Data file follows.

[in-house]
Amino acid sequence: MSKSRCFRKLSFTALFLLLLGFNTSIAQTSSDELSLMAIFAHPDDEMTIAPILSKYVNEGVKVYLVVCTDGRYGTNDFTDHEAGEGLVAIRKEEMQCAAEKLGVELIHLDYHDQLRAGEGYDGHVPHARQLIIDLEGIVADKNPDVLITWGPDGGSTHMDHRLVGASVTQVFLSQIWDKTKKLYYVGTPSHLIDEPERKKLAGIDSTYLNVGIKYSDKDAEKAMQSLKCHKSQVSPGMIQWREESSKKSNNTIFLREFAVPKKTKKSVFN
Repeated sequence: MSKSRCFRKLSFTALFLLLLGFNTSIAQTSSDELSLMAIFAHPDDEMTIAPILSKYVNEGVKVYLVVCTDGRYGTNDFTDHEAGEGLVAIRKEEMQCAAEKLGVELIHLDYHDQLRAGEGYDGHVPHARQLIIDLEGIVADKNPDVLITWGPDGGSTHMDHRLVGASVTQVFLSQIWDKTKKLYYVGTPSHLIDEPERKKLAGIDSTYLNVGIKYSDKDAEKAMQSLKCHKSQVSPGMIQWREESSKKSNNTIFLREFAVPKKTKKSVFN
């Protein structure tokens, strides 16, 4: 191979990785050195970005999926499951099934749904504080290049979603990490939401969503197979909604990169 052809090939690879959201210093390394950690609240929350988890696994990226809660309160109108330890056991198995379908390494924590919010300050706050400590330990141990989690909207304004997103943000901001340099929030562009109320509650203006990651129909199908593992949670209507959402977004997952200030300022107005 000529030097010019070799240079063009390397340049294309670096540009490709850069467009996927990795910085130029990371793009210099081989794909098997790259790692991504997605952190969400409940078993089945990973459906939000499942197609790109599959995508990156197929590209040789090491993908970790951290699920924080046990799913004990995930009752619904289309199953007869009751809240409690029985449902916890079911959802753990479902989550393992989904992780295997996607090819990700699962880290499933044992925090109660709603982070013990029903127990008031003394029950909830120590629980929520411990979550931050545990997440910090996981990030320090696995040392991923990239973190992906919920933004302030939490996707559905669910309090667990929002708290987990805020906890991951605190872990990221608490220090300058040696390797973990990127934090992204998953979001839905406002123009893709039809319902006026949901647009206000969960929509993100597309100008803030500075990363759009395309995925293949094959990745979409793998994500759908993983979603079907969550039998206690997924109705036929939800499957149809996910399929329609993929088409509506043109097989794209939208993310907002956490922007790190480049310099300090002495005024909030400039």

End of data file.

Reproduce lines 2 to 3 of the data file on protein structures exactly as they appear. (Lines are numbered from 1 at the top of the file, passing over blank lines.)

Amino acid sequence: MSKSRCFRKLSFTALFLLLLGFNTSIAQTSSDELSLMAIFAHPDDEMTIAPILSKYVNEGVKVYLVVCTDGRYGTNDFTDHEAGEGLVAIRKEEMQCAAEKLGVELIHLDYHDQLRAGEGYDGHVPHARQLIIDLEGIVADKNPDVLITWGPDGGSTHMDHRLVGASVTQVFLSQIWDKTKKLYYVGTPSHLIDEPERKKLAGIDSTYLNVGIKYSDKDAEKAMQSLKCHKSQVSPGMIQWREESSKKSNNTIFLREFAVPKKTKKSVFN
Repeated sequence: MSKSRCFRKLSFTALFLLLLGFNTSIAQTSSDELSLMAIFAHPDDEMTIAPILSKYVNEGVKVYLVVCTDGRYGTNDFTDHEAGEGLVAIRKEEMQCAAEKLGVELIHLDYHDQLRAGEGYDGHVPHARQLIIDLEGIVADKNPDVLITWGPDGGSTHMDHRLVGASVTQVFLSQIWDKTKKLYYVGTPSHLIDEPERKKLAGIDSTYLNVGIKYSDKDAEKAMQSLKCHKSQVSPGMIQWREESSKKSNNTIFLREFAVPKKTKKSVFN